5th May 2020 is observed as World Asthma Day. Asthma is a condition in which your airways narrow and swell and produce extra mucus. This can make breathing difficult and trigger coughing, wheezing and shortness of breath. Asthma is a long-term disease of the lungs, it is called chronic respiratory disease. For some people, asthma is a minor ailment. For others, it can be a major problem that interferes with daily activities and may lead to a life-threatening asthma attack. Asthma can’t be cured, however, its symptoms can be controlled. Asthma tends to change over time, hence it is essential to work with your doctor to track your signs and symptoms and adjust treatment as needed.
How is Asthma classified?
Depending on the severity of the disease and how it affects your daily life asthma is classified into:
- Mild intermittent asthma – Mild symptoms less than twice a week. Night-time symptoms less than twice a month. Few asthma attacks.
- Mild persistent asthma – Symptoms three to six times a week. Night-time symptoms three to four times a month. Asthma attacks might affect activities.
- Moderate persistent asthma – Symptoms three to six times a week. Night-time symptoms three to four times a month. Asthma attacks might affect activities.
- Severe persistent asthma – You have ongoing symptoms both day and night. They’re so frequent that you have to limit your activities.
Symptoms of Asthma
Not all people with asthma have the same symptoms, however, the most common symptoms are:
- Shortness of breath, chest tightness.
- Coughing during the night.
- Chronic cough.
- A cold that lasts for more than 10 days.
Anyone can get asthma at any age. Sometimes it starts in infancy, other times it starts later in childhood. Although some children seem to “outgrow” asthma, the disease never really goes away, there is just a time when you are not having any breathing problems. Asthma can also start at any time during adulthood, including the senior years. Some people develop asthma after a work-related exposure.
Asthma Causes and Triggers
When you have asthma, your airways react to many different things in the environment called asthma triggers. Contact with these triggers cause asthma symptoms to start or worsen and may lead to an asthma attack. Common asthma triggers include:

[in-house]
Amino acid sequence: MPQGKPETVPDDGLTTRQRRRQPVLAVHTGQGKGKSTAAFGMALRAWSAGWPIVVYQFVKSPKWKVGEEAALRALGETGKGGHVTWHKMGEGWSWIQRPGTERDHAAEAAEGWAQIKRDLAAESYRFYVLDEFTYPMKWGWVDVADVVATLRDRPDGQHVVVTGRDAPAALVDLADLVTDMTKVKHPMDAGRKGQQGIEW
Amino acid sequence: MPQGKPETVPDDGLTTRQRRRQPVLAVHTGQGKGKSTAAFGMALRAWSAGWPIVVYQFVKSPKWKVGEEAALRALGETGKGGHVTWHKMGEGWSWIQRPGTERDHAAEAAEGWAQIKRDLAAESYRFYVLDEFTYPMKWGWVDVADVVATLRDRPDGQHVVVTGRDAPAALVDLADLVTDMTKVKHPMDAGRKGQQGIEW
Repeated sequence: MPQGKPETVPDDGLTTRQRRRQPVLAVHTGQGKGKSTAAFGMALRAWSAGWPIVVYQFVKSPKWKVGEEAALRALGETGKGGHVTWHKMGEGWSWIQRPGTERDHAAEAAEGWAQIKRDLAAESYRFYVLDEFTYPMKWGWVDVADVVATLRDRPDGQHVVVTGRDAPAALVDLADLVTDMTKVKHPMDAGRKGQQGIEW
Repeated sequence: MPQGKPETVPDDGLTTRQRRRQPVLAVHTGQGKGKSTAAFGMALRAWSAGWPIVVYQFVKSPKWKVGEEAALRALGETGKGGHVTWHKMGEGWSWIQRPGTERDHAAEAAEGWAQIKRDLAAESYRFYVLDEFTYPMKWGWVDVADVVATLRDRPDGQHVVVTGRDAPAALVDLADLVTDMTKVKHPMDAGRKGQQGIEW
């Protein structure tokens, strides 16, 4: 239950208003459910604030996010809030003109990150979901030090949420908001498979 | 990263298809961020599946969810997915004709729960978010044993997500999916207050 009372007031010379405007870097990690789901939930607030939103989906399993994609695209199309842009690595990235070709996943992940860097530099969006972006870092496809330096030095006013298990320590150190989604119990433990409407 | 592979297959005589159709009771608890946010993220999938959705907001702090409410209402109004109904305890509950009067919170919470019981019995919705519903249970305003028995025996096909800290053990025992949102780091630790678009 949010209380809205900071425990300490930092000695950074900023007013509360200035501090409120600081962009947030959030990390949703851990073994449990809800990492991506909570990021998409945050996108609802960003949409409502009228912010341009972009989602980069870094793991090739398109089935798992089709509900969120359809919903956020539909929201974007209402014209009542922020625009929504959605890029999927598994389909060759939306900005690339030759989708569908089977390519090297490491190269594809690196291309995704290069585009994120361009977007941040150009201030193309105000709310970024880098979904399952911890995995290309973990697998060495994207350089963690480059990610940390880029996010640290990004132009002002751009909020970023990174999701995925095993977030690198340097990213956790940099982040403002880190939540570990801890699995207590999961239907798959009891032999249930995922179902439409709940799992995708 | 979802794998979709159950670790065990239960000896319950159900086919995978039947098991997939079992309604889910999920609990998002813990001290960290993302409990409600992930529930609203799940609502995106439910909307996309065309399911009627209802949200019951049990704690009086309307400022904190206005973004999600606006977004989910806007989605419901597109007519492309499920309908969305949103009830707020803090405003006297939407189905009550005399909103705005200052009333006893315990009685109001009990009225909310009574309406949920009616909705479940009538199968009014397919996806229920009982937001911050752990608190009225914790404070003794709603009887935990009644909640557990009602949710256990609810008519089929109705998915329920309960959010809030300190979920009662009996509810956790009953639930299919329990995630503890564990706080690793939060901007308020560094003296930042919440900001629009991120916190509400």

- Infections like sinusitis, colds, and flu.
- Tobacco smoke.
- Cold air or changes to the weather.
- Allergens such as pollens, mould, pet dander, and dust mites.
- Irritants like strong odours from perfumes or cleaning solutions.
- Air pollution.
- Strong emotions such as anxiety, or stress.
- Certain medications.
What is an Asthma Attack?
An asthma attack is a sudden worsening of symptoms. With an asthma attack, your airways tighten, swell up, or fill with mucus. Common symptoms include:
- Coughing, especially at night.
- Shortness of breath or trouble breathing.
- Chest tightness, pain, or pressure.
Asthma patients are advised to work closely with their doctor to manage asthma and keep it under control. You must carry the prescribed emergency medicine, the quick-relief inhaler at all times with you. Here are a few tips to manage an asthma attack:
- Stay calm, and try to relax.
- Tell someone that you are having asthma symptoms.
- Take the quick-relief medication or your inhaler as prescribed by your doctor.
- If the quick-relief medicine hasn’t helped in 5-10 minutes, seek emergency help.
Asthma and COVID-19
People with moderate to severe asthma may be at higher risk of getting very sick from COVID-19. COVID-19 can affect your respiratory tract (nose, throat, lungs), cause an asthma attack, and possibly lead to pneumonia and acute respiratory disease. Looking at these risk factors it is important for asthmatics to manage their asthma triggers and take their long-term medicine as prescribed to prevent asthma attacks during these times.
Here are a few Do’s for Asthmatics:
- Stay at home as much as possible.
- Wash your hands at regular intervals with soap and water.
- Continue with your asthma medicines.
- Manage your asthma triggers and avoid them.
- Keep your inhalers handy at all times.
- Wash your inhalation devices regularly to keep them hygienic and clean.
Here are a few Don’ts for Asthmatics:
- Do not share your inhaler with anyone else.
- Do not go for non-urgent, and unnecessary doctor visits.
- Do not resort to advance exercise regime. Try and do light exercises at home if required.
Are you or a family member suffering from asthma? Do you need expert advice to manage this disease better? Consult experts at our Department of Pulmonary Medicine. Please find below link for more details: